Thursday, 11 February 2016

Controlling the brittle texture of biscuits

Snappy to soft? The bakery spectrum

Bakery products have specific anticipated textures, and staling can change this expectation quickly and dramatically. Products which are expected to be hard - go soft - and vice versa. 

Baked shortbread texture quality

The texture of shortbread can be measured to predict snapping
Baked goods which fracture when fresh
Foods that are homogeneous particulate solids, when fresh, should be crisp and crunchy, with a brittle texture that allows snapping and breaking … biscuits, crackers, breadsticks, also crispbreads, rice cakes, oat cakes, muesli bars / granola / cereal bars - and shortbread. Their ideal behaviour is to fracture. Other, similar, baked goods are preferably flexible to a certain degree - cookies, flapjacks and gingerbread - should break, but only after exhibiting some bend and softness: this proves they are fresh.
For a product like shortbread, there is a desirable brittleness, enabling snap.
What factors affect the ability to be snapped? And by how much?
Is "snap" measurable? And so can it be controlled?
The FTC TMS texture analyzer system can test shortbread snap.

Sensory theory

Food texture can be scientifically classified by a number of contributory mechanical attributes: hardness, cohesiveness, viscosity, springiness, adhesiveness, fracturability, chewiness and gumminess.
A consumer may describe the sensory quality of food with different terms, for example: crunchy, crisp, soft, firm, fresh or stale. For hard, crunchy, bakery product, its snapping characteristic conveys freshness and provides crunchiness.
A texture analyzer enables the measurement of attributes which reflect the consumer’s experience by simulating the interaction: Compression, extrusion, shear, tension, penetration, bend and break.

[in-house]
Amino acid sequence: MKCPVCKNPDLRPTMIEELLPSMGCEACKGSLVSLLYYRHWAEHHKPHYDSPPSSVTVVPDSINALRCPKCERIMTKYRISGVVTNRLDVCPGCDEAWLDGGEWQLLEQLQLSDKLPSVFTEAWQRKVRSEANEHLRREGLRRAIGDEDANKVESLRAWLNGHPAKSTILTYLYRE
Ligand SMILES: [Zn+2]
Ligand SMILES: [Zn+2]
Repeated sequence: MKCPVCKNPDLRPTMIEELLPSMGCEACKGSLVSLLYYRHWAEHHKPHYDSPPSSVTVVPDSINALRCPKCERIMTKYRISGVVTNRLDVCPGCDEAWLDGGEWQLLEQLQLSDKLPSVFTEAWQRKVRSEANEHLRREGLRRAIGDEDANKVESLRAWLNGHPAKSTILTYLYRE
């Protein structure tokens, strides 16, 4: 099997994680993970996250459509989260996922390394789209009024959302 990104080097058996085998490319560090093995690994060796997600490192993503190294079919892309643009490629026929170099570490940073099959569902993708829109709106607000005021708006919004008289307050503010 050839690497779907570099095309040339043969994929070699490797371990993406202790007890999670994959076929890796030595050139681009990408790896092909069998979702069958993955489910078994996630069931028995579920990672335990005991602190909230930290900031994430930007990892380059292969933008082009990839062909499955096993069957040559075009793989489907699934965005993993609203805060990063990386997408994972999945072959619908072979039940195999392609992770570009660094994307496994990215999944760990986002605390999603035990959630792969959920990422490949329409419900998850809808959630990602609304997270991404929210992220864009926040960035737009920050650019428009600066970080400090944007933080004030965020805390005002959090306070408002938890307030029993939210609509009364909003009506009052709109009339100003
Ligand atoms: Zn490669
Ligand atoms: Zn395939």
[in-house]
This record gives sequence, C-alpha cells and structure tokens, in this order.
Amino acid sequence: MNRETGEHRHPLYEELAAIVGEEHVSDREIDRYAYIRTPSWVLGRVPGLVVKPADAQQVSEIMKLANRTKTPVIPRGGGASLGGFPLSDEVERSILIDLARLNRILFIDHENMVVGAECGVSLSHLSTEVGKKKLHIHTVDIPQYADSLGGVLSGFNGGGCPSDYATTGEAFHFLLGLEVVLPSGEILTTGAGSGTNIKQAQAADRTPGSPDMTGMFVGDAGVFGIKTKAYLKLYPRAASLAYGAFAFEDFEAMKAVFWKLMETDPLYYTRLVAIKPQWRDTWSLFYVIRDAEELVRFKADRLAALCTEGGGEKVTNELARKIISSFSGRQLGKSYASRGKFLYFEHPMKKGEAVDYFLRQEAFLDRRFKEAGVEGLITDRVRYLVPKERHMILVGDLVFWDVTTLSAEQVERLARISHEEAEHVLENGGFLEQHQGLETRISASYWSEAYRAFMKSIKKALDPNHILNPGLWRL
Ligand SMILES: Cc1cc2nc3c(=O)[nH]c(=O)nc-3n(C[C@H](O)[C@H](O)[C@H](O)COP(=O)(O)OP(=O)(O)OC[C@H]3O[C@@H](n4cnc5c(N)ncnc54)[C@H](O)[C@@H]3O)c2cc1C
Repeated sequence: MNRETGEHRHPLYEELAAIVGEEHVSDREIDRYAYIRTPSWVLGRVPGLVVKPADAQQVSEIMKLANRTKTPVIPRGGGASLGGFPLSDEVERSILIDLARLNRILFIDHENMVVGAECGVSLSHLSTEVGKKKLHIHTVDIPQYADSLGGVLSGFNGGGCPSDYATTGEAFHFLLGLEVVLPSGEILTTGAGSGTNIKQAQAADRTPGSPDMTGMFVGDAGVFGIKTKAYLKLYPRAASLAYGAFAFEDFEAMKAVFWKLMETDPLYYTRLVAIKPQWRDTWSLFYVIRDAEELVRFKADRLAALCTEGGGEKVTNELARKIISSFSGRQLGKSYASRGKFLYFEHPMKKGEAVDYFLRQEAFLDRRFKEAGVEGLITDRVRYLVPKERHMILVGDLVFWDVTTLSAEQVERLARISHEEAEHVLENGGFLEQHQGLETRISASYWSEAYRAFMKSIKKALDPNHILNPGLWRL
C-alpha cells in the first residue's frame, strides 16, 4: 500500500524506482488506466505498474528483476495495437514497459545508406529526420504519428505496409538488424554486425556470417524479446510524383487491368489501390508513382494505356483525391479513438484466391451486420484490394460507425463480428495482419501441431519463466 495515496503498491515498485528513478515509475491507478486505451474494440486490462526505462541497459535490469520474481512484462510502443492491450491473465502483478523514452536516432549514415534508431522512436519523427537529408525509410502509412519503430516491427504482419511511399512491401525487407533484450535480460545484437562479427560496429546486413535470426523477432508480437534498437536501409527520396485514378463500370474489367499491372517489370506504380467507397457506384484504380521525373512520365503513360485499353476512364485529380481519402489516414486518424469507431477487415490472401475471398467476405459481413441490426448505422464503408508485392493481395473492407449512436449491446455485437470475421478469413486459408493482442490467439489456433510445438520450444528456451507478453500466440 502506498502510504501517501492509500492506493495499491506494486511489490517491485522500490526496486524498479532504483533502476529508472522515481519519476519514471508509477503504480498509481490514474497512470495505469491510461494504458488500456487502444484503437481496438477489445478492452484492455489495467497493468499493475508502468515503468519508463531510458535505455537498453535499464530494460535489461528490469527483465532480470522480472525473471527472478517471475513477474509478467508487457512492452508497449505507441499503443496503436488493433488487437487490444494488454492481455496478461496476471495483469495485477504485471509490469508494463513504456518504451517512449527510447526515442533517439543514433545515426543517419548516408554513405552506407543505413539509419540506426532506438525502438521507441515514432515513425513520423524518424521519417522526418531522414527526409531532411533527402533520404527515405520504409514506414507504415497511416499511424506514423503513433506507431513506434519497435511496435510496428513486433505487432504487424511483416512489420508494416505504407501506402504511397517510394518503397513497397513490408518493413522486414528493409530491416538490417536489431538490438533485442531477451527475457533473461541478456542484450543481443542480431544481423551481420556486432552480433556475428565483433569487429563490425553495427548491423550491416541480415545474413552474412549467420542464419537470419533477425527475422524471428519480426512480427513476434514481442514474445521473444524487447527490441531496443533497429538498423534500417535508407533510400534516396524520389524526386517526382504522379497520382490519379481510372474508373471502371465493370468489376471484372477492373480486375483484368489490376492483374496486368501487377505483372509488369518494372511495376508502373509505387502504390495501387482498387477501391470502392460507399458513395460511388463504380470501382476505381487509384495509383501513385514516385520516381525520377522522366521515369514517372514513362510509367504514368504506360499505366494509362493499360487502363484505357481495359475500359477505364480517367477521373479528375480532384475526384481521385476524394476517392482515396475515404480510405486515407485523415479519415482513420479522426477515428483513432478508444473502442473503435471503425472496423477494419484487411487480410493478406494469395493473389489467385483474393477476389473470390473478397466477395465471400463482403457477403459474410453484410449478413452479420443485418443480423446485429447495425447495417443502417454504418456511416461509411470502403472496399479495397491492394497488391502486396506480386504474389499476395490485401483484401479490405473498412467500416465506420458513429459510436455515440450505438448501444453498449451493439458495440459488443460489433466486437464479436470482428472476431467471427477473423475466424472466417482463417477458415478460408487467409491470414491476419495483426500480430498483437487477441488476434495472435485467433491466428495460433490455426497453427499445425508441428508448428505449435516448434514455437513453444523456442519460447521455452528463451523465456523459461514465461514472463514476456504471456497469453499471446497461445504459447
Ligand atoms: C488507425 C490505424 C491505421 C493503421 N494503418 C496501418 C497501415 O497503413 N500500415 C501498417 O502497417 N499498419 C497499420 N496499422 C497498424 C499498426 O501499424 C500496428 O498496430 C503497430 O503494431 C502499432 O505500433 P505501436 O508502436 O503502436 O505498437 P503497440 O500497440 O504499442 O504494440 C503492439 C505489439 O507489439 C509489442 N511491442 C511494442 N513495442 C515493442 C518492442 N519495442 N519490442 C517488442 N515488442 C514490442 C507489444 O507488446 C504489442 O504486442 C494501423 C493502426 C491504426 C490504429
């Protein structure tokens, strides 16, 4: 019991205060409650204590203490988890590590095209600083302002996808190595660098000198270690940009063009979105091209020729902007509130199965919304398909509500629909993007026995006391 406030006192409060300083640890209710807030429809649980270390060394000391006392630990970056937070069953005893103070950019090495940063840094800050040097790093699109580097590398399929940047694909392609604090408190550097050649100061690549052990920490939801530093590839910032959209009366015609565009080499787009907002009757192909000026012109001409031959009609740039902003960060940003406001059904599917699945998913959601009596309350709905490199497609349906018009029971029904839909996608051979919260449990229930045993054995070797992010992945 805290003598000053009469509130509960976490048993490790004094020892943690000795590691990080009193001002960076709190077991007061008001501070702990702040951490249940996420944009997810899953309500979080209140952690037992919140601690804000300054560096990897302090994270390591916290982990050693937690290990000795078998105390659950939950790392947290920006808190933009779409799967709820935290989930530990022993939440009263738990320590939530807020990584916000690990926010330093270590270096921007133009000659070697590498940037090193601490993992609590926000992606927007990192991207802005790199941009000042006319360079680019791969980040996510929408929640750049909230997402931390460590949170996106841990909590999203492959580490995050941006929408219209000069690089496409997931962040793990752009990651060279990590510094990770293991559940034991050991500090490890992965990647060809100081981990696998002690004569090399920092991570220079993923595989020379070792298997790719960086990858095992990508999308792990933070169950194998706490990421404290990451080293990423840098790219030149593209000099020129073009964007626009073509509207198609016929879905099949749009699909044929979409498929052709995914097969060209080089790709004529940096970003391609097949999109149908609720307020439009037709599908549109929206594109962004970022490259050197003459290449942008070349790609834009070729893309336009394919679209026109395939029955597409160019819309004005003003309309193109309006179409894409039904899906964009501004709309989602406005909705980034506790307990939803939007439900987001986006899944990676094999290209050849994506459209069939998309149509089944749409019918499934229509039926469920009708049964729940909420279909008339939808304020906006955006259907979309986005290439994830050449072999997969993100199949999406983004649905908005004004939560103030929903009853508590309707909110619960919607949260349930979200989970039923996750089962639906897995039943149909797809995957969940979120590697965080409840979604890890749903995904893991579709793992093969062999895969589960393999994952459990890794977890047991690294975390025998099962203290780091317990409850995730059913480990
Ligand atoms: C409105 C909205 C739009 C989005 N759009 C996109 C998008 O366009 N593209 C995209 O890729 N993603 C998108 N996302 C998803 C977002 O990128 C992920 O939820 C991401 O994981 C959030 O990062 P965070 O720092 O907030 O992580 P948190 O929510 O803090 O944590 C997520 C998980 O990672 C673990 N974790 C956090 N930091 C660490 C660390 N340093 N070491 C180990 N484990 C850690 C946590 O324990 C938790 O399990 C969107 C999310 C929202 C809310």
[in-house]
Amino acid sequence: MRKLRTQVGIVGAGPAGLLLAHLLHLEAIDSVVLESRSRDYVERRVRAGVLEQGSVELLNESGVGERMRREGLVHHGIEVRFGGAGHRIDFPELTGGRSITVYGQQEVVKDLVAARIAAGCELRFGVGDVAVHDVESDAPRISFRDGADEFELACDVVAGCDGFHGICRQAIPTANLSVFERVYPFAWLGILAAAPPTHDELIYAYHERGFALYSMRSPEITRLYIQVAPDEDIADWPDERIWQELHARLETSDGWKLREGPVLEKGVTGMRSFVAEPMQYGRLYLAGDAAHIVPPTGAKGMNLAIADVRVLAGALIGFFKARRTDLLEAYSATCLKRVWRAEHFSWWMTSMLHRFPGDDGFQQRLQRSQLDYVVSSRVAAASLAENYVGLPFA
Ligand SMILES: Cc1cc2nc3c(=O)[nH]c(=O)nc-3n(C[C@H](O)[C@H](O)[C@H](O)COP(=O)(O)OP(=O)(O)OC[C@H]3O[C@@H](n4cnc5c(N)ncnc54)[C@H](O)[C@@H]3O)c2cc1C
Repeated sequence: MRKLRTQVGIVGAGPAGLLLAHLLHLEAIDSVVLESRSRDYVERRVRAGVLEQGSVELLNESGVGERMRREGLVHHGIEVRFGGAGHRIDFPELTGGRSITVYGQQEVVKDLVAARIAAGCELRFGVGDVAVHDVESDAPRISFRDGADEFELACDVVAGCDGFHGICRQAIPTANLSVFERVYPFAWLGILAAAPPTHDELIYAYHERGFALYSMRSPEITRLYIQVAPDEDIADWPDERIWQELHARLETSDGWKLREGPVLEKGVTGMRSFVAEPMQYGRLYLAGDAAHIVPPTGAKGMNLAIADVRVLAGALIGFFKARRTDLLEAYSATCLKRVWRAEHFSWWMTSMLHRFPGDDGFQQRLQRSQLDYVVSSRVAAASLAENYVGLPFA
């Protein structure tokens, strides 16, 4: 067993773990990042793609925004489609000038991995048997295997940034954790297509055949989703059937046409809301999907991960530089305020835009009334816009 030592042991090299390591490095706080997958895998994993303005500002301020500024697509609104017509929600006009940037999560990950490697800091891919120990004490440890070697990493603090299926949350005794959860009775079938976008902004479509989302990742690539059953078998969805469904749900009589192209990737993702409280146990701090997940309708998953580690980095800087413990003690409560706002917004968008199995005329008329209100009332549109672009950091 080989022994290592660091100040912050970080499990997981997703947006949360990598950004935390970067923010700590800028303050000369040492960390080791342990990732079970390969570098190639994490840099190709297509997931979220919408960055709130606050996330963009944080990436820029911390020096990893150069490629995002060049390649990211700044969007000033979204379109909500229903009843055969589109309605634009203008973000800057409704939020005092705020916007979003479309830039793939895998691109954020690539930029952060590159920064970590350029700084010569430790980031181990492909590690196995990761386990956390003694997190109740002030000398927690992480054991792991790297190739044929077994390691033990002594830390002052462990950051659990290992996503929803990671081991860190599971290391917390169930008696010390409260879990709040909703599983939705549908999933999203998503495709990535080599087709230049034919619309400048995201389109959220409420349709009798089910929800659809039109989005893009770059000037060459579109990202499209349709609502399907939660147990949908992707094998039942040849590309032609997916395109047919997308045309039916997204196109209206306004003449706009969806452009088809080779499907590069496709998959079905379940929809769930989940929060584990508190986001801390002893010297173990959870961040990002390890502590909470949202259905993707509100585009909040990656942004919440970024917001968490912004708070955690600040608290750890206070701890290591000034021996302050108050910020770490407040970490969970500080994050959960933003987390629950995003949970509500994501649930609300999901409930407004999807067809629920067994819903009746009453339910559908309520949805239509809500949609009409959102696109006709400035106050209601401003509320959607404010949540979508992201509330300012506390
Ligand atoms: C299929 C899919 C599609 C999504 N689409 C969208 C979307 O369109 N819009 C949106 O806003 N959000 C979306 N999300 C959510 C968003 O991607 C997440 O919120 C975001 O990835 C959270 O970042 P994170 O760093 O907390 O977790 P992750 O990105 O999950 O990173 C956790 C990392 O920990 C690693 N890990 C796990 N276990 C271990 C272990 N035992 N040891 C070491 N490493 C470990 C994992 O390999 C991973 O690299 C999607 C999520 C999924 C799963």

Bending - to break - is the representative method for the simulation of a consumer flexing the product between the fingers and snapping it into smaller pieces.

The practical science

measuring the peak bend to break force correlates to a brittle texture quality
A 3-point bend snap fixture simulates consumer bite and break
Fracturability is best tested by a snap, bend and break method. The texture analyzer is fitted with the TMS lightweight 3-point bend fixture. The shortbread's snap strength is calculated from the peak force, and we also measure the work from the area under the resulting curve. The test procedure will lower the crosshead to a distance that guarantees the shortbread will be fractured.
The three anvils are tipped with rollers, to minimize friction and allow pure bending, with minimal shear. The sample is placed across and supported by the two lower anvils. The upper blade-shaped anvil is lowered onto the center of the product, causing it to either flex initially, or snap with little deformation.

Quantitative results

For a brittle bakery product, we would expect a steep rise in compressive force over a very small displacement, followed by a rapid fall-off as the sample undergoes a single massive failure. Stale products would undergo some level of flexure, and potentially a less instantaneous break.
Reversed characteristics would be valuable for products which are desired to exhibit a limited, controlled amount of flexure, and which conversely snap when stale. The hardness (and so firmness or softness attributes) in flexible products may also be tested by other texture analysis methods: compression, penetration, shear or tension...

Bakery industry benefits

Penetration, compression and shear can also test certain textures for bakery items
Fresh/stale snap force comparison graphs and other bakery tests 
With an accurate and repeatable texture analysis capability, the producer of brittle, friable and flexible baked goods can confidently measure the effect of changes to ingredients, formulation and preparation, and make recommendations for packaging and storage…
For example, shortening is the significant ingredient in achieving a softness of texture in mouth-feel, but not at the expense of crispness and fracturability. Biscuits often have design details, from simple perforations to more decorative shapes, which could make the biscuit more fragile in transit. The packaging must protect the product, intact, until the customer is ready to snap it.
A texture analyzer enables objective, quantified evaluation of sensory characteristics, for an accurate and repeatable way to control the perceived quality of the product - to control shortbread snap.

See the video here.